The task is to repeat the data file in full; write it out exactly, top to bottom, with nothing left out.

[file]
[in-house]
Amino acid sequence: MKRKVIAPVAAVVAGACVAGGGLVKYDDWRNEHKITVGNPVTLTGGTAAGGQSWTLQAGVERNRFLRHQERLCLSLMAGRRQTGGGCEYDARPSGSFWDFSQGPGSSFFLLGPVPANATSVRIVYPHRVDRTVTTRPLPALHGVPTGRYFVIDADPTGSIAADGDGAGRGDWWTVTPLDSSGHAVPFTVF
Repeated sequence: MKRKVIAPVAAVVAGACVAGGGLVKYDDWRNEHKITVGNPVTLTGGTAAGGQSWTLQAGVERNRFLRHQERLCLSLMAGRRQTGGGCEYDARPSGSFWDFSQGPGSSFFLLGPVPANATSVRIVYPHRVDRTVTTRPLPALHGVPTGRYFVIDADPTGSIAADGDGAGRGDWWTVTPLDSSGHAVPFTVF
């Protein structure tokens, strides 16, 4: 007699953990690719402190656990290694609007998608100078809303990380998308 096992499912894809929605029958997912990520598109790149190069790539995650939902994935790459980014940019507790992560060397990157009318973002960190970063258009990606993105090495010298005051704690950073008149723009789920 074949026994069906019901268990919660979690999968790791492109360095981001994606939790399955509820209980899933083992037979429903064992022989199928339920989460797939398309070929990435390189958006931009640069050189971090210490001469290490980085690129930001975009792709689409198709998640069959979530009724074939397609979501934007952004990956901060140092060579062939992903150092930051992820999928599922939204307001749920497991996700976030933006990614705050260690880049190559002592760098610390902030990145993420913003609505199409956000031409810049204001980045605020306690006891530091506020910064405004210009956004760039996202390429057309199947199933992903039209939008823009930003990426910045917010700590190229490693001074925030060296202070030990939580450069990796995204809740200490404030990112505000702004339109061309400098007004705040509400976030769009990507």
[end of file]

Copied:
[in-house]
Amino acid sequence: MKRKVIAPVAAVVAGACVAGGGLVKYDDWRNEHKITVGNPVTLTGGTAAGGQSWTLQAGVERNRFLRHQERLCLSLMAGRRQTGGGCEYDARPSGSFWDFSQGPGSSFFLLGPVPANATSVRIVYPHRVDRTVTTRPLPALHGVPTGRYFVIDADPTGSIAADGDGAGRGDWWTVTPLDSSGHAVPFTVF
Repeated sequence: MKRKVIAPVAAVVAGACVAGGGLVKYDDWRNEHKITVGNPVTLTGGTAAGGQSWTLQAGVERNRFLRHQERLCLSLMAGRRQTGGGCEYDARPSGSFWDFSQGPGSSFFLLGPVPANATSVRIVYPHRVDRTVTTRPLPALHGVPTGRYFVIDADPTGSIAADGDGAGRGDWWTVTPLDSSGHAVPFTVF
């Protein structure tokens, strides 16, 4: 007699953990690719402190656990290694609007998608100078809303990380998308 096992499912894809929605029958997912990520598109790149190069790539995650939902994935790459980014940019507790992560060397990157009318973002960190970063258009990606993105090495010298005051704690950073008149723009789920 074949026994069906019901268990919660979690999968790791492109360095981001994606939790399955509820209980899933083992037979429903064992022989199928339920989460797939398309070929990435390189958006931009640069050189971090210490001469290490980085690129930001975009792709689409198709998640069959979530009724074939397609979501934007952004990956901060140092060579062939992903150092930051992820999928599922939204307001749920497991996700976030933006990614705050260690880049190559002592760098610390902030990145993420913003609505199409956000031409810049204001980045605020306690006891530091506020910064405004210009956004760039996202390429057309199947199933992903039209939008823009930003990426910045917010700590190229490693001074925030060296202070030990939580450069990796995204809740200490404030990112505000702004339109061309400098007004705040509400976030769009990507």